“We’ve got a bunch of roster spots,” Cuban said Wednesday, in a video posted on the Mavs’ website. “We put our money where our mouth is in cap room, so there’s a lot of spots for guys to make, and they know if they do what we expect them to do, probably three guys, maybe four, from this group are gonna make the team.”
Cuban made that statement as Ellis and other Dallas hopefuls worked behind him. It has to be a strange dynamic for all the players except Anderson and Hammons. The rest are not only trying to play well, but also, in a sense, beat out the guys next to them for a coveted roster spot or training camp invite.
So who is Ellis playing with/competing against? Here’s a look at the rest of the Mavericks’ Vegas lineup, excluding the aforementioned Anderson and Hammons:
Chane Behanan, 6-6 forward from Louisville
Vander Blue, 6-4 guard from Marquette, who has played in 5 NBA games (none since the 2014-15 season)
Kyle Collinsworth, 6-6 guard from BYU
Dorian Finney-Smith, 6-8 forward from Florida
Jonathan Gibson, 6-2 guard from New Mexico
Isaiah Miles, 6-7 forward from St. Joseph’s
McKenzie Moore, 6-6 guard from UTEP
Giovan Oniangue, 6-6 forward from Congo
Satnam Singh, 7-2 center from India (Mavs’ Round 2 pick in 2015)
Jameel Warney, 6-8 forward from Stony Brook
Dallas hasn’t retained undrafted rookies from its summer teams of late, but if what Cuban said is true, this year could be different.
Ellis, a 6-foot-8 All-American who averaged 17 points and shot 53.2% from the field in his senior season at Kansas, surely understands the scope of what he could do for his professional career in the days ahed.
“You know, I’m just going to come out here and play hard,” Ellis told the Mavs’ website. “It’s a great opportunity for me. You know, it’s an honor to be here, and I just want to go out here and just play my game and play with a high energy.”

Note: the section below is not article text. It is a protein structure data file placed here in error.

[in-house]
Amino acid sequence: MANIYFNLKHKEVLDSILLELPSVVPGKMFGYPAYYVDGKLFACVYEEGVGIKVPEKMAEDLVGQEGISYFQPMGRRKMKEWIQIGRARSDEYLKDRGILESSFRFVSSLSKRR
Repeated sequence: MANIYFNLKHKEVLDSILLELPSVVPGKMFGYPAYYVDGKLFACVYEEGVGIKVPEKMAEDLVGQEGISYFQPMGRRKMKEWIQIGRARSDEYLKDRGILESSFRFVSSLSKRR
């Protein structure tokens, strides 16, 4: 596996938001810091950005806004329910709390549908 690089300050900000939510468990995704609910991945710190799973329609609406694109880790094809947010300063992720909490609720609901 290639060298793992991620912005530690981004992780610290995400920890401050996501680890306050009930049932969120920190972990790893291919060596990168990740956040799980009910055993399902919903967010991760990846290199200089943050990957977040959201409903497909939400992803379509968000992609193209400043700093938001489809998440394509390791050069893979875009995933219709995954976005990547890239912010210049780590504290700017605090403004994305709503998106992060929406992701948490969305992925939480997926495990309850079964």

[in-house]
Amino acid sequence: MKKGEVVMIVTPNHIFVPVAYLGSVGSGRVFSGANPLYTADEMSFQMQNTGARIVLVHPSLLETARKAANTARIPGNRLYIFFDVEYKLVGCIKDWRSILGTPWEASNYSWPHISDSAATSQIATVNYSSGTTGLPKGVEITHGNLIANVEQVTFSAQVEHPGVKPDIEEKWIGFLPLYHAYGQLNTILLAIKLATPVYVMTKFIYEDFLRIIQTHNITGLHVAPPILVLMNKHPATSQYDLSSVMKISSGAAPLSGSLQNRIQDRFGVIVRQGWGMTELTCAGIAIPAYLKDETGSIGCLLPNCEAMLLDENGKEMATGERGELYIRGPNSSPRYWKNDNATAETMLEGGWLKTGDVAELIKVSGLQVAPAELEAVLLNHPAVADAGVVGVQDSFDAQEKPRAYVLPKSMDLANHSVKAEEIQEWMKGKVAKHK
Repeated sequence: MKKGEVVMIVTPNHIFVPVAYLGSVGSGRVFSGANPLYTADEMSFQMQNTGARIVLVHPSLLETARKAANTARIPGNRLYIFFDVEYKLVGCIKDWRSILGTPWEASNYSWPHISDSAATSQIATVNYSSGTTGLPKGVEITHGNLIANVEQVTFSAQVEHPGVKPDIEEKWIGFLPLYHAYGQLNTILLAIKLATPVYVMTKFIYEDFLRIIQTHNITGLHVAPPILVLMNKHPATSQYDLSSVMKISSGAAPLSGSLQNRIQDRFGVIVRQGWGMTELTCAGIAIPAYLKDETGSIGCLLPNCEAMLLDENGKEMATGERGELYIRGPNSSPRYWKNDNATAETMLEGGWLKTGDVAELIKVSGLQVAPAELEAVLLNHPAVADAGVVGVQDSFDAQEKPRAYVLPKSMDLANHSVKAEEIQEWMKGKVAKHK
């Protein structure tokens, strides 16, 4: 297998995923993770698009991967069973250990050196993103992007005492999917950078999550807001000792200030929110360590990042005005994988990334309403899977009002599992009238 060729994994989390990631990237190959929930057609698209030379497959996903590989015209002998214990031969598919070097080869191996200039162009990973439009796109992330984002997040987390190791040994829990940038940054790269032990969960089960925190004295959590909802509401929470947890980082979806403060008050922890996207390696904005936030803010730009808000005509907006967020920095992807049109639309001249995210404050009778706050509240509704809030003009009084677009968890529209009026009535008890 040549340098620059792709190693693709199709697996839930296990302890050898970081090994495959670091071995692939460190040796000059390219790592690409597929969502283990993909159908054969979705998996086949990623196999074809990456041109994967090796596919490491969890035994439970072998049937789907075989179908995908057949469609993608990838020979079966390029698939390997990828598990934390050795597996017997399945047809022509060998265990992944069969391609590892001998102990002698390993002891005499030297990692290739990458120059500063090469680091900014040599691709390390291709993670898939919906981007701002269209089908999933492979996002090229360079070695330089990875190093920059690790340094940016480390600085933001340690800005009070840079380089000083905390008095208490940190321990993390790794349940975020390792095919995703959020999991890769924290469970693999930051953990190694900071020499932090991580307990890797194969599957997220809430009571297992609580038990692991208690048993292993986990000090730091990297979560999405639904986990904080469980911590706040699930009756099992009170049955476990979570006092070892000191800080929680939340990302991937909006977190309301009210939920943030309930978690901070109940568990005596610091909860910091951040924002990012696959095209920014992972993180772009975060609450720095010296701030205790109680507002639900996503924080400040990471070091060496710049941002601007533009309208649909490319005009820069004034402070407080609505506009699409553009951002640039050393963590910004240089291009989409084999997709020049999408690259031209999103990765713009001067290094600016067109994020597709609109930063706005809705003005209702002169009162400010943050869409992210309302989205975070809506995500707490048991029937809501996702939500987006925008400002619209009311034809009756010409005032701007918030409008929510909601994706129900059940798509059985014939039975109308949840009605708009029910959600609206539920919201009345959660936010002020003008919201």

It sounds as if Dallas expects Ellis to fit in nicely with this makeshift unit that spent the past few days practicing together. The Mavericks’ summer league head coach, Jamahl Mosely, hailed the Jayhawk’s college résumé as a strength that should help Ellis and the Vegas version of the Mavs.
“He’s played a great amount of basketball,” Mosley said on the team’s website. “I mean, he played four years in college, and he’s very experienced. He knows how to play the game, so I think that’s going to be a big key for us. He knows how to play, he’s in the right position, and he makes the simple and easy play.”
Regardless of what transpires on the floor in Vegas, the Mavs likely won’t need any of these free agents to play critical roles in their regular-season rotation. But Cuban appears more inclined to give one or more of them a roster spot than he has in the past.
“We want to have a good crew of young guns that we develop,” the Dallas owner said.
If Ellis fits in as seamlessly as Mosley suggested and goes on scoring tears like he did at KU, the Wichita native just might land a spot in the NBA next season after all. And Ellis knows how significant this business trip to Las Vegas will be for his future. His first game is Saturday night against Miami (9 p.m., NBA TV).
In typical Perry Ellis fashion, he said his main focus for his summer league experience will be to play well and play hard.
“We’ll go from there,” he added, “and see what happens.”